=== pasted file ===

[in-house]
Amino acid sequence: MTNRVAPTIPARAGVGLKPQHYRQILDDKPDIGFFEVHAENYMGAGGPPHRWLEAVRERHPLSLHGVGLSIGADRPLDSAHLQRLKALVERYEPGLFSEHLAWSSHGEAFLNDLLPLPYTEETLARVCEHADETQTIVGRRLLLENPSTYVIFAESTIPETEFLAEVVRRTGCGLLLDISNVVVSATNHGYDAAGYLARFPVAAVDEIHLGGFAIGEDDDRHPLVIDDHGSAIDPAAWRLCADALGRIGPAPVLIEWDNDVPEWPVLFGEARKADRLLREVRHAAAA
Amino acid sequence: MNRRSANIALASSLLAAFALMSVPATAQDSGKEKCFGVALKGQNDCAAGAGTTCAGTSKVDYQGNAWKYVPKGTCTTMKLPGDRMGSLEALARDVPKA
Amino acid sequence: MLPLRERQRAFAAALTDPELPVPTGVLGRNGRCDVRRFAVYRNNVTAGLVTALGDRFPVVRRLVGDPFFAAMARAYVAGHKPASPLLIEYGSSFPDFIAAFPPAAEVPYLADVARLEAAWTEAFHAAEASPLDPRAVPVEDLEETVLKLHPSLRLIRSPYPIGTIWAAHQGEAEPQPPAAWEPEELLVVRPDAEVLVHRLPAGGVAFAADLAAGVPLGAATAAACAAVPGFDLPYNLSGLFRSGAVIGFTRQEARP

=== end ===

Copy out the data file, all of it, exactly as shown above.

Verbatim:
[in-house]
Amino acid sequence: MTNRVAPTIPARAGVGLKPQHYRQILDDKPDIGFFEVHAENYMGAGGPPHRWLEAVRERHPLSLHGVGLSIGADRPLDSAHLQRLKALVERYEPGLFSEHLAWSSHGEAFLNDLLPLPYTEETLARVCEHADETQTIVGRRLLLENPSTYVIFAESTIPETEFLAEVVRRTGCGLLLDISNVVVSATNHGYDAAGYLARFPVAAVDEIHLGGFAIGEDDDRHPLVIDDHGSAIDPAAWRLCADALGRIGPAPVLIEWDNDVPEWPVLFGEARKADRLLREVRHAAAA
Amino acid sequence: MNRRSANIALASSLLAAFALMSVPATAQDSGKEKCFGVALKGQNDCAAGAGTTCAGTSKVDYQGNAWKYVPKGTCTTMKLPGDRMGSLEALARDVPKA
Amino acid sequence: MLPLRERQRAFAAALTDPELPVPTGVLGRNGRCDVRRFAVYRNNVTAGLVTALGDRFPVVRRLVGDPFFAAMARAYVAGHKPASPLLIEYGSSFPDFIAAFPPAAEVPYLADVARLEAAWTEAFHAAEASPLDPRAVPVEDLEETVLKLHPSLRLIRSPYPIGTIWAAHQGEAEPQPPAAWEPEELLVVRPDAEVLVHRLPAGGVAFAADLAAGVPLGAATAAACAAVPGFDLPYNLSGLFRSGAVIGFTRQEARP